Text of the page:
Ed DeLair, a lifelong Presbyterian, made his first trip to Ghost Ranch when he was only four years old. That early visit turned out to be the first of many, and DeLair is now on his second stint of living on the ranch.

“The ranch, for me, is a part of my sense of growing up in the church within the nurturing care of family, congregation and the Presbyterian Church,” said DeLair, who was recently named the ranch’s program director.

“People use terms like ‘thin place’ to describe it here — the mesas and the sky and the light — it really is located in a unique part of creation,” he said. “Many folks will come — with faith or with no faith — and be taken in by the beauty and splendor. It’s my sense that God’s Spirit is working here in ways that we can’t even articulate.”

It was at Ghost Ranch that DeLair first passed the peace of Christ.

“I had grown up in the church, but I had never done this — I didn’t like it at first,” he said. “But then that sense of Christ’s Spirit eventually embraced me and enveloped me — it’s my desire to offer that blessing now to others.”

DeLair hopes that Ghost Ranch can continue to be a place that offers that peace. Many of the people who find their way to the ranch might do so to take a class on go on a hike, but underneath, they often long for healing or clarity.

Realizing this underlying need, Ghost Ranch has sought to be more intentional in offering a spiritual center through the ministry of Casa del Sol.

Casa del Sol, about two miles from Ghost Ranch’s main facilities, was founded in 2006 as the spiritual retreat house for the ranch. The 1930s adobe hacienda — once home to Jim Hall, the first director of Ghost Ranch — was now hosts individuals and small groups for spiritual retreats.

John Philip Newell, a poet, scholar and teacher known for his work with the Iona Abbey in Scotland, helped create the vision and give direction to Casa del Sol, said Pat Slentz, coordinator of the Casa del Sol Companions.

Part of that vision and direction was the formation of the community of companions — those who have felt a deep commitment to the vision of Casa del Sol and who seek to carry that back to their own communities. These companions — more than 100 scattered around the country — covenant to pray daily for one another and the ministry of Casa del Sol, and to, as Slentz puts it, “come back to New Mexico and refresh themselves in the well as often as they can.”

Newell had been teaching at Ghost Ranch for a number of years when one day in 2004, he and Jim Baird, former director of programs at Ghost Ranch, spent a day “prayerfully imagining what could happen in that space.” At that point the adobe house had partially fallen into ruin.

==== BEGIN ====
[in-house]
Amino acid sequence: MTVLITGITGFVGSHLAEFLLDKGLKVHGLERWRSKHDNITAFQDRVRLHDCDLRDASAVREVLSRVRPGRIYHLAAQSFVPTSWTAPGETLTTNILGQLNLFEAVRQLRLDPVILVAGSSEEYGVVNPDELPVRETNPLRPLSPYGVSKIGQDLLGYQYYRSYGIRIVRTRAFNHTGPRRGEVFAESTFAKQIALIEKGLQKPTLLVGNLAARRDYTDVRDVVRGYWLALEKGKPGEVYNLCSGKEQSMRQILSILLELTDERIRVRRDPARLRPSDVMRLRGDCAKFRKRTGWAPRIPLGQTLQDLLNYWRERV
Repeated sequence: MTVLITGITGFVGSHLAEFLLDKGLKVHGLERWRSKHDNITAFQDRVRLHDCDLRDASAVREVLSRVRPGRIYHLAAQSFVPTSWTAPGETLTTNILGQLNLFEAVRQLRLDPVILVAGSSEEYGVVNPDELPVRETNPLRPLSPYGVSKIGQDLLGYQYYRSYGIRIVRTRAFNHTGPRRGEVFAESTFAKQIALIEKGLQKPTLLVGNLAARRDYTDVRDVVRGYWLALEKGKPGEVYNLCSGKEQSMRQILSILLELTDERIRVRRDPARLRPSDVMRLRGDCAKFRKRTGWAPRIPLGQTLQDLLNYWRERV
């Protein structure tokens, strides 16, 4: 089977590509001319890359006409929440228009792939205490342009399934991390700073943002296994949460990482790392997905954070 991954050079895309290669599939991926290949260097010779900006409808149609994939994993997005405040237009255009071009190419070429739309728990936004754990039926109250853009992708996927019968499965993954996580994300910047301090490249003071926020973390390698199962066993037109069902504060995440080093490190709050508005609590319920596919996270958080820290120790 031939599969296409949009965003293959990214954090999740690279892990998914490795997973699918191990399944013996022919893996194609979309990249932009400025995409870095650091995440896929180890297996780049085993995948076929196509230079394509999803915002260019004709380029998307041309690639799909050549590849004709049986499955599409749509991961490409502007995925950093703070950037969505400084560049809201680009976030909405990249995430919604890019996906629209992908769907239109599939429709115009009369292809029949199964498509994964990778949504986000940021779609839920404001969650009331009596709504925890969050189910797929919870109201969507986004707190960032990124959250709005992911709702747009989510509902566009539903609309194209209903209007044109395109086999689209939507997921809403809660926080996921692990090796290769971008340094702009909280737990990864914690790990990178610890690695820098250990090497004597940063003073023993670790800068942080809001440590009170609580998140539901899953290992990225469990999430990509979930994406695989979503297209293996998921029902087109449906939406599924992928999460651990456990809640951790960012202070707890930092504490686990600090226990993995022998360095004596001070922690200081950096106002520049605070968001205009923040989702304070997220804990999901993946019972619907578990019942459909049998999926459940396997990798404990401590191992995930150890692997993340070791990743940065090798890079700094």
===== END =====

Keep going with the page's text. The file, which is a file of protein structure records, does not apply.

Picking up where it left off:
“The vision was born in us that day — we saw that it could be a significant place of new beginnings, combining inner renewal and outward commitment to justice and peace in our lives and the world,” Newell said.

During the summer of 2005 Newell and his wife spent a month at Ghost Ranch, leading daily prayers and weekly prayers around a fire pit at Casa del Sol.

It was from that weekly gathering that the vision of Casa del Sol was formed: “A community of the Living Presence, seeking the oneness of the human soul and the healing of creation.”

Within a physical space that had begun to fall into ruin, a new vision was born, just as the vision itself is seeking to heal a broken world.

“How do we get ready to open to the new Pentecost, to the new thing that the Spirit is doing in the earth and the human soul?” Newell said.

It’s an idea DeLair is pondering as well.

“My hope is that as we commit to our calling, especially to the peace and justice of Christ, and do that honestly and authentically, that God is going to do new things — not just for Ghost Ranch, but for all of God’s creation,” he said.

From his office, DeLair has a perfect view of Convocation Hall, where worship was held that summer when he was first offered the peace of Christ, where he met his wife the following summer, and where they were married three years later.

“That is what I like to say to people,” he said. “The peace of Christ be with you as you come and the peace of Christ be with you as you go.”

Erin Dunigan is a freelance writer, photographer, and pastor who lives in a small coastal community in Baja California, Mexico when she is not following her wanderlust out into the world.